Checking in was a delight - filling out address details, being told about the rules (basically don't smoke and make sure you check out how to get out in the event of an emergency - always good advice) and I didn't even have to hand over my credit card. How's that for treating your customers as if you trust them? No 'credit card pre-approvals' or such nonsense. Lee helped me out with some suggestions on where to eat (with the advice that the Chinese next door was "on a good day, stunning, on a bad day, a bit ordinary" which sadly turned out to be very true), offered to do me breakfast half an hour earlier than normal because he knew the company I was visiting would expect me there at nine and then carried my suitcase up to the room.
Despite the restaurant being closed, three of the Town House's four rooms were let - which really can't be bad going. My room on the first floor was called 'Thyme'. The one opposite was called Bay but I didn't head upstairs to find out what the other two were called although thoughts of the old 'Herb Garden' cartoons had me wondering if Parsley the Lion and Dill the Dog might be up there. Having seen the Town House's website, I think my room was probably the simplest of the rooms but it was still very nice.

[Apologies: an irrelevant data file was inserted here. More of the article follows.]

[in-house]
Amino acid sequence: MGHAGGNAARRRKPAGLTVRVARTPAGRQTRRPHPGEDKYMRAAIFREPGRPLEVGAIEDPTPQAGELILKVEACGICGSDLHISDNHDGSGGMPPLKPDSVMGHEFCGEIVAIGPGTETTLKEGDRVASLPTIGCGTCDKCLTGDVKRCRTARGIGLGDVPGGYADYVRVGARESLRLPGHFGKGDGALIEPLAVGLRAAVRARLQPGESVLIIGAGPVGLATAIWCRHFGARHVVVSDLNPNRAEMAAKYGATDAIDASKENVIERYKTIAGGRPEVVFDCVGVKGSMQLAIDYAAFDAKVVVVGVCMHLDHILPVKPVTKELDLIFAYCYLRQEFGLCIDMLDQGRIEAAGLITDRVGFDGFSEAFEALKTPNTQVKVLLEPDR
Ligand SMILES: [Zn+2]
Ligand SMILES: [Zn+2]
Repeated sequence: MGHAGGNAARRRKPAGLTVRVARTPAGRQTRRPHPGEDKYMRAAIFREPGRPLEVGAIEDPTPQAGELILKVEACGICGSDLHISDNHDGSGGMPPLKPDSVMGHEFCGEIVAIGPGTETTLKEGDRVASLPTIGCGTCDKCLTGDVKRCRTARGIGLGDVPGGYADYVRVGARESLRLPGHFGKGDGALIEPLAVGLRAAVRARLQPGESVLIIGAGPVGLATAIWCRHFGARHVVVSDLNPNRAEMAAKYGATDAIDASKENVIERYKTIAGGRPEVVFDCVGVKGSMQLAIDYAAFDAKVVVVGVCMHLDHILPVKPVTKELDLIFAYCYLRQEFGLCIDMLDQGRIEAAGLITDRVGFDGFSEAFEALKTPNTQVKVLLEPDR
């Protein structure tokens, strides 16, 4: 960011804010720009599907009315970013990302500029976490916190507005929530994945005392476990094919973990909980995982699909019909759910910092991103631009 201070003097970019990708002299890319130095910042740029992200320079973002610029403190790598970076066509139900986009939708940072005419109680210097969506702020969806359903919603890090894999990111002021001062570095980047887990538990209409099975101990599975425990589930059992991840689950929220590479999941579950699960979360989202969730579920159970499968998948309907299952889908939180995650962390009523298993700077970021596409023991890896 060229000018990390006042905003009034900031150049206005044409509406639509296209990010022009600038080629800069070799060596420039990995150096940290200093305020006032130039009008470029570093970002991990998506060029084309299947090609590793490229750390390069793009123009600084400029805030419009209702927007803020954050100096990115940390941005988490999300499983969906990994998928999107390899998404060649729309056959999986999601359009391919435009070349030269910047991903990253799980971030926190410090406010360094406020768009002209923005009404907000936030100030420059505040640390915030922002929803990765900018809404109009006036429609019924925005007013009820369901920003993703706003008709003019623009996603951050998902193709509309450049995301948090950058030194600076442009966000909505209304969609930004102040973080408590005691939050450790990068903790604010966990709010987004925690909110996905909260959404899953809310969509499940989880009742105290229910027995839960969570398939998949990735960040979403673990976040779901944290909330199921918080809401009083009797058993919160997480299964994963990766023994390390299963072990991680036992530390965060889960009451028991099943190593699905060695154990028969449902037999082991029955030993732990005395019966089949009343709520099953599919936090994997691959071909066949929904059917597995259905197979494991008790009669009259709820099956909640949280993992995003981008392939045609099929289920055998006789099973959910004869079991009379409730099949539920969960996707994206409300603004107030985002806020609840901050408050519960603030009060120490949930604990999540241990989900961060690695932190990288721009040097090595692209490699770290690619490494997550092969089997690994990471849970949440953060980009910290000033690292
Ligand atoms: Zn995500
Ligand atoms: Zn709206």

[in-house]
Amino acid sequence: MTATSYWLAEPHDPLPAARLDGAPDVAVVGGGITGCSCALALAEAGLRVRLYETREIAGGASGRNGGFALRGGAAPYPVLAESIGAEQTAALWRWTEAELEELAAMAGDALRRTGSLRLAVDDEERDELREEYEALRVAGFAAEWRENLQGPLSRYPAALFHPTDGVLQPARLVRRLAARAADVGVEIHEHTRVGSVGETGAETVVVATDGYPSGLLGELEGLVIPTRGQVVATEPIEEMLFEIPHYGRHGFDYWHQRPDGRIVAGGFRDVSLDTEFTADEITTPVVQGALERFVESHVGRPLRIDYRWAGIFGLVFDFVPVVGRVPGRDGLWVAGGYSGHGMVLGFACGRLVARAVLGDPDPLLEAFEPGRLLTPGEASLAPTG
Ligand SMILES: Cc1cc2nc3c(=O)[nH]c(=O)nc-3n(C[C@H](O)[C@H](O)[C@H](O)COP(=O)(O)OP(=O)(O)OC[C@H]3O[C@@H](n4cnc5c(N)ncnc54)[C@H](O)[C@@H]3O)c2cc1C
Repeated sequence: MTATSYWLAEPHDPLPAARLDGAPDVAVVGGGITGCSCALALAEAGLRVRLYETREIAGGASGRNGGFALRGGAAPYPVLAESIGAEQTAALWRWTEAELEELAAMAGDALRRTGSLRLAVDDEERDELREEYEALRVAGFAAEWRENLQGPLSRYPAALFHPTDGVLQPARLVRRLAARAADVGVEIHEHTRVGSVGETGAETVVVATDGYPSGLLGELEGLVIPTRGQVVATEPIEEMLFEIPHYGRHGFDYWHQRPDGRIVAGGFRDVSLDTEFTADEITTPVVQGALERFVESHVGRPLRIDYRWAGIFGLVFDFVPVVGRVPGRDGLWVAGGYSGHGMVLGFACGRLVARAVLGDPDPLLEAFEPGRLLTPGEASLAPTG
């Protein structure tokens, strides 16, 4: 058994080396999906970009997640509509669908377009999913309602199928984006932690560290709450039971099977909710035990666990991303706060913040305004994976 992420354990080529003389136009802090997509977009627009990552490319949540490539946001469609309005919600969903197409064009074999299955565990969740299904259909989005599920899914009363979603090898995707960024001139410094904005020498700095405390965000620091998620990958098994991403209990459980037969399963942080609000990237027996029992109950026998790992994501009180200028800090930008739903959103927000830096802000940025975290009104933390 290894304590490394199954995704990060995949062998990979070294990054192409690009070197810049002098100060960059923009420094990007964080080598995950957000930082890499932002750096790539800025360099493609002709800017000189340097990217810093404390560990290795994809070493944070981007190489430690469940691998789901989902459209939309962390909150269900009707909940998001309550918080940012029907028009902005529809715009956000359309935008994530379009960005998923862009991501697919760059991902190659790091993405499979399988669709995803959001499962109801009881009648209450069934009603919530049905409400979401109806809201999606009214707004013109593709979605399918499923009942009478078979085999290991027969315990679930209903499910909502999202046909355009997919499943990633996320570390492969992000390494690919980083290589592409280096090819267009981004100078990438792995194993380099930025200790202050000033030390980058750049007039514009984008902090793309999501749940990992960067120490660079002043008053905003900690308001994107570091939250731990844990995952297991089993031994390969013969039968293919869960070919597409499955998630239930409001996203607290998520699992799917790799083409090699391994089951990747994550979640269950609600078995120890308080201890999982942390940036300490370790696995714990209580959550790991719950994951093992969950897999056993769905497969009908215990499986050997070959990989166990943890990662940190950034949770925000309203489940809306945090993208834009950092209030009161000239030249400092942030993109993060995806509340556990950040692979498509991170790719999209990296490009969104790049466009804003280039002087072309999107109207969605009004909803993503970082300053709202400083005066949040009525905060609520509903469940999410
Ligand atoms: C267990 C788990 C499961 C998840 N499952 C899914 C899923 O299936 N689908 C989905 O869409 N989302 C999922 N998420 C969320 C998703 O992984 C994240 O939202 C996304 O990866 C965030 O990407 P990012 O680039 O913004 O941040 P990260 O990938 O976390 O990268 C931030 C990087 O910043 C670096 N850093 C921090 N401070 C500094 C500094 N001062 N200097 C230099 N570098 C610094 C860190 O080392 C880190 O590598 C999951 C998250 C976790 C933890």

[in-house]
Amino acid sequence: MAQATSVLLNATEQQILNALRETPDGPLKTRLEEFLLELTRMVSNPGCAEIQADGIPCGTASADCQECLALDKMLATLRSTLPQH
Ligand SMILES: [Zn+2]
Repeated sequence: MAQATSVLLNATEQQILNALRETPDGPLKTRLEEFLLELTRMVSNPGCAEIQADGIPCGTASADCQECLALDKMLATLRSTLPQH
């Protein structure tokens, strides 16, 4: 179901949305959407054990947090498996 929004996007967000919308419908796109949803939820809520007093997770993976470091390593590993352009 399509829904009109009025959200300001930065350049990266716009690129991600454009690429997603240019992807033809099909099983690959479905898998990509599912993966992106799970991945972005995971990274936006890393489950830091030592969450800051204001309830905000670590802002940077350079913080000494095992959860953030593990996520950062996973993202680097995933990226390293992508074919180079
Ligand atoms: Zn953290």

On the back of the hotel away from the street, the room was of mid-size - not a 'three cartwheel' room by a long way but not one where you need to walk over the bed to get to the window either. The ceiling was high with a picture rail and beautiful old plaster mouldings above. The walls were a light coffee colour - probably more of a 'latte' than a magnolia. The wardrobe was built-in and there was a slightly odd bed surround with tables either side, lighting inset and lots of fiddly plaster moulding work. It could easily have been cheesy in the wrong hands but it somehow managed not to be. The window was a large sash window with floor to ceiling curtains and rope tie-backs. The carpet was dark cream, there was a high backed chair and that was that for furniture - except of course for the double bed which was beautifully presented with a dark brown fun-fur throw, and two cushions - one furry, one shaggy. The sheets, duvet cover and pillow cases were all crisp white cotton.
Checking out the wardrobe I found a spare blanket and a fan so I guess that covered the weather options. There was a hospitality tray with a kettle, tea and coffee, home-made biscuits and a big bowl of boiled sweets. The TV was a small wall mounted flat screen - small but big enough in a room of that size. Lighting-wise there were two wall mounted lights, two bed side globe lights and the lighting inset in the bed surround. Other nice touches included a box of Kleenex on the bedside, a bunch of magazines on a wallrack and a copy of the Good Hotel Guide in case I needed inspiration.